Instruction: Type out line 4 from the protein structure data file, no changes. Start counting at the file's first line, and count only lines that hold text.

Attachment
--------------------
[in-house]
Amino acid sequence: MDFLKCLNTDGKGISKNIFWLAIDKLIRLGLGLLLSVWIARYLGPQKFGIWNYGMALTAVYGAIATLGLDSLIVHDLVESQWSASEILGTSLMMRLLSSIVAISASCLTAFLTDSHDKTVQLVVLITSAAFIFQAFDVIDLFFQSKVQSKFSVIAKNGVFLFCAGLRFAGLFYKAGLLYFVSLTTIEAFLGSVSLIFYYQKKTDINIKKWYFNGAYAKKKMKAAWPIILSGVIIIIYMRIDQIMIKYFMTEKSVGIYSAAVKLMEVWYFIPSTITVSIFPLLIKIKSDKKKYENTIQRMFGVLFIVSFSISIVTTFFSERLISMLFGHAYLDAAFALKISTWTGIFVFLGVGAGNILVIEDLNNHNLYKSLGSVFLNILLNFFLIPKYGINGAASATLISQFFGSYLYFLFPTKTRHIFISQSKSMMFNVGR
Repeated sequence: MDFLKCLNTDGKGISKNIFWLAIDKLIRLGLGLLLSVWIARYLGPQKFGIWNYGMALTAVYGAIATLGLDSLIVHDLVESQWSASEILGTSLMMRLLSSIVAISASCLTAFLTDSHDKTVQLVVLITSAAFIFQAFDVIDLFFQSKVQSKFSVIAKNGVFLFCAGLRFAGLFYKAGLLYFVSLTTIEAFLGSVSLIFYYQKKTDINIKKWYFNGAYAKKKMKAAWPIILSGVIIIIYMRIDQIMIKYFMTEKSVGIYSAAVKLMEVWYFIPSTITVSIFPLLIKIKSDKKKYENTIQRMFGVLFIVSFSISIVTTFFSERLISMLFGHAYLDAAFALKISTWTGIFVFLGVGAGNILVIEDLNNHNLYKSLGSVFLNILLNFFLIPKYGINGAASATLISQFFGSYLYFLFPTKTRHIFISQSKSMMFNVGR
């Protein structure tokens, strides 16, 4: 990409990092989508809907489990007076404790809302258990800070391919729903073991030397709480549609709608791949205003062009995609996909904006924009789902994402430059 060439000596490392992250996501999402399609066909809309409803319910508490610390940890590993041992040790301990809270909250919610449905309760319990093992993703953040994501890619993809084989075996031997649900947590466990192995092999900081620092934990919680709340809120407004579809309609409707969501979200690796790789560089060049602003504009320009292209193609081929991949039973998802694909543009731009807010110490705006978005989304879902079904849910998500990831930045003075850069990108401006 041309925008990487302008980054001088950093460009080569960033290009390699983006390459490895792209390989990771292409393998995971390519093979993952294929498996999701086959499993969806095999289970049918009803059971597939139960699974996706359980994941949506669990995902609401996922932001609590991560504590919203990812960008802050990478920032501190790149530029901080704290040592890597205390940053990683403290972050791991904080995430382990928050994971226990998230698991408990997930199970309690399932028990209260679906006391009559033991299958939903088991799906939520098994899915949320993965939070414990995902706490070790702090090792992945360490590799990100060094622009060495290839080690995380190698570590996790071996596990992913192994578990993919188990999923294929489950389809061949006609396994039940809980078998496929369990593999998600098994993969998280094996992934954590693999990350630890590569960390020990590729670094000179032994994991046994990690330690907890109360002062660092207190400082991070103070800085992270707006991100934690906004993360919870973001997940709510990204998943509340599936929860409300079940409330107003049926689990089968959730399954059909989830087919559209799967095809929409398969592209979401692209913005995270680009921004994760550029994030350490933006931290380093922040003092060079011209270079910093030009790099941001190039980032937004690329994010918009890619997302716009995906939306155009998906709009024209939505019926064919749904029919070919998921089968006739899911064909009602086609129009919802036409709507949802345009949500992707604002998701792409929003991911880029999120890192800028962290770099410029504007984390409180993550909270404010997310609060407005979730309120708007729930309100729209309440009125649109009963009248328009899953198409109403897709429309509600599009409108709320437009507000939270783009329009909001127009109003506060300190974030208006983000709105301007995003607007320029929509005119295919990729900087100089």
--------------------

């Protein structure tokens, strides 16, 4: 990409990092989508809907489990007076404790809302258990800070391919729903073991030397709480549609709608791949205003062009995609996909904006924009789902994402430059 060439000596490392992250996501999402399609066909809309409803319910508490610390940890590993041992040790301990809270909250919610449905309760319990093992993703953040994501890619993809084989075996031997649900947590466990192995092999900081620092934990919680709340809120407004579809309609409707969501979200690796790789560089060049602003504009320009292209193609081929991949039973998802694909543009731009807010110490705006978005989304879902079904849910998500990831930045003075850069990108401006 041309925008990487302008980054001088950093460009080569960033290009390699983006390459490895792209390989990771292409393998995971390519093979993952294929498996999701086959499993969806095999289970049918009803059971597939139960699974996706359980994941949506669990995902609401996922932001609590991560504590919203990812960008802050990478920032501190790149530029901080704290040592890597205390940053990683403290972050791991904080995430382990928050994971226990998230698991408990997930199970309690399932028990209260679906006391009559033991299958939903088991799906939520098994899915949320993965939070414990995902706490070790702090090792992945360490590799990100060094622009060495290839080690995380190698570590996790071996596990992913192994578990993919188990999923294929489950389809061949006609396994039940809980078998496929369990593999998600098994993969998280094996992934954590693999990350630890590569960390020990590729670094000179032994994991046994990690330690907890109360002062660092207190400082991070103070800085992270707006991100934690906004993360919870973001997940709510990204998943509340599936929860409300079940409330107003049926689990089968959730399954059909989830087919559209799967095809929409398969592209979401692209913005995270680009921004994760550029994030350490933006931290380093922040003092060079011209270079910093030009790099941001190039980032937004690329994010918009890619997302716009995906939306155009998906709009024209939505019926064919749904029919070919998921089968006739899911064909009602086609129009919802036409709507949802345009949500992707604002998701792409929003991911880029999120890192800028962290770099410029504007984390409180993550909270404010997310609060407005979730309120708007729930309100729209309440009125649109009963009248328009899953198409109403897709429309509600599009409108709320437009507000939270783009329009909001127009109003506060300190974030208006983000709105301007995003607007320029929509005119295919990729900087100089």